The novel coronavirus COVID-19 could peak here in Delaware soon--sooner than expected, according to a University of Delaware epidemiologist.
"I think next week we're really going to see the worst of this," said Jennifer Horney, founding director and professor of the epidemiology program at the University of Delaware.
About a week from now, Delaware is predicted to see a surge demand on health care resources with hospitals likely reaching capacity, according to models from the Institute for Health Metrics and Evaluation (IHME) out of the University of Washington.
"Between April 7th and April 15th is when we're really going to be in the top of our epidemic curve here in Delaware," said Horney. "It's really important for people to continue to stay home as much as possible and to take seriously the concerns and the emergency order updates that has been issued by the governor," she said. "That will really be our big test to see if we can maintain our strictest social distancing through April 15th, when we're hopefully well on the other side of our peak."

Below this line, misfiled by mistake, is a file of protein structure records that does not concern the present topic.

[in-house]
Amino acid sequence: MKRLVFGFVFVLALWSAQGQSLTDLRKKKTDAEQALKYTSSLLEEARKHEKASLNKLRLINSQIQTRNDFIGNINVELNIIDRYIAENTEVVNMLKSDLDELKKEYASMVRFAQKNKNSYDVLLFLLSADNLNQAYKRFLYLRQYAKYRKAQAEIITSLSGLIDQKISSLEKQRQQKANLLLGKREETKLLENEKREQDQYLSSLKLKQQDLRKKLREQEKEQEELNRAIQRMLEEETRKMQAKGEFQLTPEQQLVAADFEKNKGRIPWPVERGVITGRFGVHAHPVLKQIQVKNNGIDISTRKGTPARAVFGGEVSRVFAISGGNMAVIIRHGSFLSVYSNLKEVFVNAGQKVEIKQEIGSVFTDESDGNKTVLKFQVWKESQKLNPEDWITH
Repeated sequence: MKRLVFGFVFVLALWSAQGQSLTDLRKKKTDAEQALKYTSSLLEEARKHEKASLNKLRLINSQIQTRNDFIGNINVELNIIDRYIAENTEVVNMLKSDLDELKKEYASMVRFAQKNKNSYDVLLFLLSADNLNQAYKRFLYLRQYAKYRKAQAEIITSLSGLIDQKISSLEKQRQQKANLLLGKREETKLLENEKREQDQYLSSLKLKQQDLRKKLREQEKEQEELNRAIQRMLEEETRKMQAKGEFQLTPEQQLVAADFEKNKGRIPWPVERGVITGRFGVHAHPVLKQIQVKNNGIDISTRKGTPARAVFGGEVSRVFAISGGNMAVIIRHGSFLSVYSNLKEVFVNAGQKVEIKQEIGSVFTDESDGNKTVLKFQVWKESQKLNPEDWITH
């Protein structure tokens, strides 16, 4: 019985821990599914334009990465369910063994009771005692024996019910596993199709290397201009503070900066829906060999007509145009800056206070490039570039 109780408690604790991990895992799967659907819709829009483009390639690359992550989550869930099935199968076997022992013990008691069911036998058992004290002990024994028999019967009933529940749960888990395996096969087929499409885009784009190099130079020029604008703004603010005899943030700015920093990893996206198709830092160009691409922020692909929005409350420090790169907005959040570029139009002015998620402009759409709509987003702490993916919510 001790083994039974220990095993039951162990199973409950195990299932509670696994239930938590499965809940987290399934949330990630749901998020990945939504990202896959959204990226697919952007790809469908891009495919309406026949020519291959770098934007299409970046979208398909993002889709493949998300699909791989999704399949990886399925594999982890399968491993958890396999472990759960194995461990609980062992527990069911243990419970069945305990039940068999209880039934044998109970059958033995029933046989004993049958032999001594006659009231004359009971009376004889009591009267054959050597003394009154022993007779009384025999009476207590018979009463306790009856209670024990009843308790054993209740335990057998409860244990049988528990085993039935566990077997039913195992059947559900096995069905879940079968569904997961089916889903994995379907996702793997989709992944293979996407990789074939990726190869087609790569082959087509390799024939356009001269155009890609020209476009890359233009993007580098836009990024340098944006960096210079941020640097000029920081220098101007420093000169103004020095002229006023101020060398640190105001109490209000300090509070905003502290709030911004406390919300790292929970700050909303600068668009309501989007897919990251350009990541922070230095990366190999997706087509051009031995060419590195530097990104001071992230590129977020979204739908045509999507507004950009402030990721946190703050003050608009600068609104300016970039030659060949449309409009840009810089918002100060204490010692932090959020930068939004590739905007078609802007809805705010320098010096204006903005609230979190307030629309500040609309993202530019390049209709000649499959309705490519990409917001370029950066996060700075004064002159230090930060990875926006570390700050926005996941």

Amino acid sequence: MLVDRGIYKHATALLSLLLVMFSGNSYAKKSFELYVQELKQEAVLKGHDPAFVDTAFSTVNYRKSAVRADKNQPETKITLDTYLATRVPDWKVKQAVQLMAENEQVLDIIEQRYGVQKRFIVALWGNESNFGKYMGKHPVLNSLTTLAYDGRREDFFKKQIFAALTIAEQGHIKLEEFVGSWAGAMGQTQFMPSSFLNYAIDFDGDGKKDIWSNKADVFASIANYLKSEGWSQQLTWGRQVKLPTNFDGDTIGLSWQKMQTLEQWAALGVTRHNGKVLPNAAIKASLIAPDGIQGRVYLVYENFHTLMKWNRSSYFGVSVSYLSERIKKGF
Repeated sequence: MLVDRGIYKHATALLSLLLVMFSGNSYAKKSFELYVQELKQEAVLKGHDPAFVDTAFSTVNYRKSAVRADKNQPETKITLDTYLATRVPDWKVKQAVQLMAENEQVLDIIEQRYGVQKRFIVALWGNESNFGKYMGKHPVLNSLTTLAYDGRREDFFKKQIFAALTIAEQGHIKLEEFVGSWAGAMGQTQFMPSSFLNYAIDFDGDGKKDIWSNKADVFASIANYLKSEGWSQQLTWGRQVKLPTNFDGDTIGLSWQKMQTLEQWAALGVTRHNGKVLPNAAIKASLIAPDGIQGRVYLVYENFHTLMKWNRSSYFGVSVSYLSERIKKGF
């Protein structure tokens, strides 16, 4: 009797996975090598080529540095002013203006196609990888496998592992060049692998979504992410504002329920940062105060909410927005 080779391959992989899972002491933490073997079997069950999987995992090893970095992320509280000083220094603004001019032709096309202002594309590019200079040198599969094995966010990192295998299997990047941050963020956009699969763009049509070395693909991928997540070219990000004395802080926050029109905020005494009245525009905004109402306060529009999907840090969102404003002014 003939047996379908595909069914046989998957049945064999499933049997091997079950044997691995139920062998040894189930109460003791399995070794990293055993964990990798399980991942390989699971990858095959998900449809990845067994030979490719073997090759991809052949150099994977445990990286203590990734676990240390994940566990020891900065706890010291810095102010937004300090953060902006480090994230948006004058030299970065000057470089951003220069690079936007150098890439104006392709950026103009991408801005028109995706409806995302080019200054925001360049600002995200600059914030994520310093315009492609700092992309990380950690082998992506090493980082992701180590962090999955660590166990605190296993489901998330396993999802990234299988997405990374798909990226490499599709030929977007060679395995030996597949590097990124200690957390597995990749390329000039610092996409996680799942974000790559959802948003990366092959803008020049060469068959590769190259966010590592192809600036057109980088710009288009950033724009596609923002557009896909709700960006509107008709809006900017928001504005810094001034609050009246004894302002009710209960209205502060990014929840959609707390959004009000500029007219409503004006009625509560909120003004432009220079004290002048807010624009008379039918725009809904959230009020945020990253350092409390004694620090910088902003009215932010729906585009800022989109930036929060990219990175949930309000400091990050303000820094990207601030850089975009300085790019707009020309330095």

That surge will happen on Saturday, April 11, 2020, and according to IHME, what's needed to meet it -- 777 hospital beds. IHME data showed just 696 are available. Delaware also lacks enough intensive care unit beds for a surge. The IHME forecast noted Delaware has 124 beds--41 shy of what it needs at the peak, nine days from now. The institute noted Delaware would need 99 ventilators. It currently has 400 and is working to refurbish another 200 with help from Bloom Energy on UD's STAR campus.